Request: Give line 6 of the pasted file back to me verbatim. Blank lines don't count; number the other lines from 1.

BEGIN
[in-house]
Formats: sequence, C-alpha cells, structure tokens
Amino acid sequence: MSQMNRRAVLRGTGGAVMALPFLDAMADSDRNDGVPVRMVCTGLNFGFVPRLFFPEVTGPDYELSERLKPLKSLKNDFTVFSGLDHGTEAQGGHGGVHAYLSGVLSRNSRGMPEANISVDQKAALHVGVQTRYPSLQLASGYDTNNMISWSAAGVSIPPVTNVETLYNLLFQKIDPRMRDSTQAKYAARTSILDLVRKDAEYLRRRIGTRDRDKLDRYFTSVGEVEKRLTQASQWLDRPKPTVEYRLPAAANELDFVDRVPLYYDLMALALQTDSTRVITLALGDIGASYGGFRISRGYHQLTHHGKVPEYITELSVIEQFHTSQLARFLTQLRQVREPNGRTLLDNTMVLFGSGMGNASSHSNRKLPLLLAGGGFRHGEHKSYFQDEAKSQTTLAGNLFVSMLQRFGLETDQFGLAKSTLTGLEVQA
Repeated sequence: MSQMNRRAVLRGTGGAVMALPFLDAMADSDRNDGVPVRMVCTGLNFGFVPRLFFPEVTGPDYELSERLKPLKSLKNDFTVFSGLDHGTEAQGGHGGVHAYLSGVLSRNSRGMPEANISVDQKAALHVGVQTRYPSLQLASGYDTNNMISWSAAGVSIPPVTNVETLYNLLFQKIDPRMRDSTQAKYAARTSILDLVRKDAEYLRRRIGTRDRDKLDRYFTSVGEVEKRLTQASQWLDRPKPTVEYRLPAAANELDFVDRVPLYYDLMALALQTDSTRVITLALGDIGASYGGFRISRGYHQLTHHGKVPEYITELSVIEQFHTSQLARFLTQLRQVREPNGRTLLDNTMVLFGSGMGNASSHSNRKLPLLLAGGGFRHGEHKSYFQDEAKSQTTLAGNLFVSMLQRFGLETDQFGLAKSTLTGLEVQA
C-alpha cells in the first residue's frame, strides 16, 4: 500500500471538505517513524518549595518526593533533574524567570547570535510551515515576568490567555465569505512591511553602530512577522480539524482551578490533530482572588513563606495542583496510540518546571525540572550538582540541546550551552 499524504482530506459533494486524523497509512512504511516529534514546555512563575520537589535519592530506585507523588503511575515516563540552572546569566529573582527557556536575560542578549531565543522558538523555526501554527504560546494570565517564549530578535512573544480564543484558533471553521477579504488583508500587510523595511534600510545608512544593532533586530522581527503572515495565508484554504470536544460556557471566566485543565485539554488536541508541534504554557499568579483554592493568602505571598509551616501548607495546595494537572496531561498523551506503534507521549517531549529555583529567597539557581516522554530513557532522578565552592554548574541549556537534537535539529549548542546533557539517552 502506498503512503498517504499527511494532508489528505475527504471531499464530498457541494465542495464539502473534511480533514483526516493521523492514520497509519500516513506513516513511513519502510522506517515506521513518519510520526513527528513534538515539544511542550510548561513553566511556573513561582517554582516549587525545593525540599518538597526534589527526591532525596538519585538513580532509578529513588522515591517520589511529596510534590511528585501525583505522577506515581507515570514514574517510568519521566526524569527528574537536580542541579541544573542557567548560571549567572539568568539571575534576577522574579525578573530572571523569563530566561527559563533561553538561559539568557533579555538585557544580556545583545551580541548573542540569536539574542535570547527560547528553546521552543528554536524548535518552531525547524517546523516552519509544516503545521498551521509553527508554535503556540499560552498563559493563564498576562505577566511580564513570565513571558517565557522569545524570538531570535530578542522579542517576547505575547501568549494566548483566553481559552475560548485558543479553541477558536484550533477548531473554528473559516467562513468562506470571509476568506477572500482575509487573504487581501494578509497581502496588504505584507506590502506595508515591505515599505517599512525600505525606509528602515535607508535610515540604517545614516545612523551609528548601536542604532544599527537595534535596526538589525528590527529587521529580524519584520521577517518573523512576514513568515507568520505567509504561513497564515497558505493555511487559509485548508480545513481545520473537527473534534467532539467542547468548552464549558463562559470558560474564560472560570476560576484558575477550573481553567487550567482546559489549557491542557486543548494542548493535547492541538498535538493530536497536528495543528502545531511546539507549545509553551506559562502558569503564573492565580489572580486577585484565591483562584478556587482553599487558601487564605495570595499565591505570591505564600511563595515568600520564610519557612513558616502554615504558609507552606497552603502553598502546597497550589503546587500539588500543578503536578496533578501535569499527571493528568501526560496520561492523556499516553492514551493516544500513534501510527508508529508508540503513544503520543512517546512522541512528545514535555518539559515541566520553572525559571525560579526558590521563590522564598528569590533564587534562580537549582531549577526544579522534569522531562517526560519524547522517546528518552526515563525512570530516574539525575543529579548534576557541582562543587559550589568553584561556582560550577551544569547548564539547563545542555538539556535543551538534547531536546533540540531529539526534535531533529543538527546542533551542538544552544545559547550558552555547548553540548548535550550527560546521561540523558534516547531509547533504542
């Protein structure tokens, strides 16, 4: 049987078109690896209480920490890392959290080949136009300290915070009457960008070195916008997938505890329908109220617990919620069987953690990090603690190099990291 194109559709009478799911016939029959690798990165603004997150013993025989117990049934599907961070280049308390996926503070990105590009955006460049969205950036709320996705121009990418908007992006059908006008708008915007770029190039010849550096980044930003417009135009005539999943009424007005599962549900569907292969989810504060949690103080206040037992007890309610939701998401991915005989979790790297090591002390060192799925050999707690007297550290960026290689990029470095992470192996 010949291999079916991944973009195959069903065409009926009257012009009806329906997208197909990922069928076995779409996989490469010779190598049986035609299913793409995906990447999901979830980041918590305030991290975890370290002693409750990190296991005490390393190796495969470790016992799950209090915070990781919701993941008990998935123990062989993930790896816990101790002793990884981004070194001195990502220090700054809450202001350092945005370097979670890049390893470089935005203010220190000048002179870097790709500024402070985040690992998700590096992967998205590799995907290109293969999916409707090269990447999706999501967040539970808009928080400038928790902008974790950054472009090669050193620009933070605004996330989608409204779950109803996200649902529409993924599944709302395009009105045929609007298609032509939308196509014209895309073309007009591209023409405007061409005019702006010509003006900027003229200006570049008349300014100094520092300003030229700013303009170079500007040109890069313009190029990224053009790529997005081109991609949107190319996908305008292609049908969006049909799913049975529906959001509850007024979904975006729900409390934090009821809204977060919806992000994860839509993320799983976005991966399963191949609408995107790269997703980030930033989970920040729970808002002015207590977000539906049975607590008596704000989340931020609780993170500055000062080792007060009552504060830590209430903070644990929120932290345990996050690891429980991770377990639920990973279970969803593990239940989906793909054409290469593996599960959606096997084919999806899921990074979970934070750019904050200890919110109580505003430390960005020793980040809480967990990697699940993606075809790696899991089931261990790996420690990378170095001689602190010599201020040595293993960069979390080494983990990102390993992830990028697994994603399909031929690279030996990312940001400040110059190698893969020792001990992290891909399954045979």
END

């Protein structure tokens, strides 16, 4: 049987078109690896209480920490890392959290080949136009300290915070009457960008070195916008997938505890329908109220617990919620069987953690990090603690190099990291 194109559709009478799911016939029959690798990165603004997150013993025989117990049934599907961070280049308390996926503070990105590009955006460049969205950036709320996705121009990418908007992006059908006008708008915007770029190039010849550096980044930003417009135009005539999943009424007005599962549900569907292969989810504060949690103080206040037992007890309610939701998401991915005989979790790297090591002390060192799925050999707690007297550290960026290689990029470095992470192996 010949291999079916991944973009195959069903065409009926009257012009009806329906997208197909990922069928076995779409996989490469010779190598049986035609299913793409995906990447999901979830980041918590305030991290975890370290002693409750990190296991005490390393190796495969470790016992799950209090915070990781919701993941008990998935123990062989993930790896816990101790002793990884981004070194001195990502220090700054809450202001350092945005370097979670890049390893470089935005203010220190000048002179870097790709500024402070985040690992998700590096992967998205590799995907290109293969999916409707090269990447999706999501967040539970808009928080400038928790902008974790950054472009090669050193620009933070605004996330989608409204779950109803996200649902529409993924599944709302395009009105045929609007298609032509939308196509014209895309073309007009591209023409405007061409005019702006010509003006900027003229200006570049008349300014100094520092300003030229700013303009170079500007040109890069313009190029990224053009790529997005081109991609949107190319996908305008292609049908969006049909799913049975529906959001509850007024979904975006729900409390934090009821809204977060919806992000994860839509993320799983976005991966399963191949609408995107790269997703980030930033989970920040729970808002002015207590977000539906049975607590008596704000989340931020609780993170500055000062080792007060009552504060830590209430903070644990929120932290345990996050690891429980991770377990639920990973279970969803593990239940989906793909054409290469593996599960959606096997084919999806899921990074979970934070750019904050200890919110109580505003430390960005020793980040809480967990990697699940993606075809790696899991089931261990790996420690990378170095001689602190010599201020040595293993960069979390080494983990990102390993992830990028697994994603399909031929690279030996990312940001400040110059190698893969020792001990992290891909399954045979």